Specific and direct harm
medically diagnosable even in early pregnancy may be involved.
Maternity, or additional offspring, may force upon the woman a
distressful life and future. Psychological harm may be imminent.
Mental and physical health may be taxed by child care. There is also
the distress, for all concerned, associated with the unwanted child, and
there is the problem of bringing a child into a family already unable,
psychologically and otherwise, to care for it. In other cases, as in
this one, the additional difficulties and continuing stigma of unwed
motherhood may be involved.

So the Supreme Court considered:

  • Other offspring;
  • Psychological harm;
  • Mental health;
  • Distress of other people involved;
  • Preparedness to care for a child; and
  • Stigma of unwed motherhood.

None of that is about bodily rights.

But
the Court didn’t leave bodily rights out entirely. In the above
passage, they also cited concern over  direct medical harm during a
pregnancy and physical health during child care. Then again, the Court
disagreed with the idea that the right to abortion is absolute or has
much to do with unlimited bodily rights.

…some amici
argue that the woman’s right is absolute and that she is entitled to
terminate her pregnancy at whatever time, in whatever way, and for
whatever reason she alone chooses. With this we do not agree. … The privacy right involved, therefore, cannot
be said to be absolute. In fact, it is not clear to us that the claim
asserted by some amici that one has an unlimited right to do with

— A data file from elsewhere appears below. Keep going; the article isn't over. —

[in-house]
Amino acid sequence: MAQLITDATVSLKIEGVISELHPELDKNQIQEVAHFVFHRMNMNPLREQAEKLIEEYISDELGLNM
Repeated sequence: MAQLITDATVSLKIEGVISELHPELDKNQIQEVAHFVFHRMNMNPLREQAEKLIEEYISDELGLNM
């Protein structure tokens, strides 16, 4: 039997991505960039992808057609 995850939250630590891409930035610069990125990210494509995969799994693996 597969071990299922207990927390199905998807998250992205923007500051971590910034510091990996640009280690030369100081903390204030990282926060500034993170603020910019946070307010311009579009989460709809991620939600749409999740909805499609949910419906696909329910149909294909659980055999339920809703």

one’s body as one pleases bears a close relationship to the right of
privacy previously articulated in the Court’s decisions. The Court has
refused to recognize an unlimited right of this kind in the past.

So this isn’t
just about bodily rights. Wouldn’t all the non-physical reasons a woman
might be unwilling to raise a child apply equally to an unwilling man?
If pro-choicers believe in not just bodily rights, but reproductive freedom, why do so many of them apply that freedom to women only?

*I put the word “forced” in quotes because, unless you were raped, no one made you get a woman pregnant, and therefore no one made you
become a father. You took that risk yourself. The difference between me
and most pro-choicers, though, is that I apply the same logic to both
genders.

Aborting to protect our bodies?

[Today’s entry is re-posted from “Yeah, but…“]

We hear a lot about bodily rights during the abortion debate. Moving beyond the abortion debate to
society in general, I think it’s clear that bodily rights are
fundamental. It seems most other pro-lifers think it’s clear too. You’ll
be hard-pressed to find a pro-lifer that says they’d be fine with laws
forcing drivers to donate blood to people they hit with their cars, or
even requiring parents to donate kidneys to their sick children.

Yet when we are discussing

abortion, it seems to me a lot of pro-lifers tend to avoid the bodily
rights argument. They brush off the “my body my choice” assertion as a
cop out, a cover up for less noble justifications. I’ve seen many
pro-lifers respond to the bodily rights argument with disgust or
bewilderment, claiming it’s a bunch of mental gymnastics, a twisted,
desperate attempt to justify a horrible act. After denouncing bodily
rights as a red herring, they see no reason to consider or discuss it.

Of course this doesn’t apply to the entire pro-life movement; there are plenty of pro-lifers who try to explore the moral distinctions
between pregnancy and allegedly analogous situations. Still, in my
experience it seems too many pro-lifers haven’t seriously
considered–and in some cases refuse to consider–how much bodily
rights do play into the abortion debate. Sometimes I’m surprised by
this, because the issue of bodily rights weighs heavily
in my consideration of my abortion stance.

I wonder if pro-lifers
dismiss the bodily rights argument partly because it’s not usually why
women get abortions in the first place. While bodily autonomy is a commonly cited reason for keeping abortion legal, it’s not a commonly cited reason for actually getting an abortion.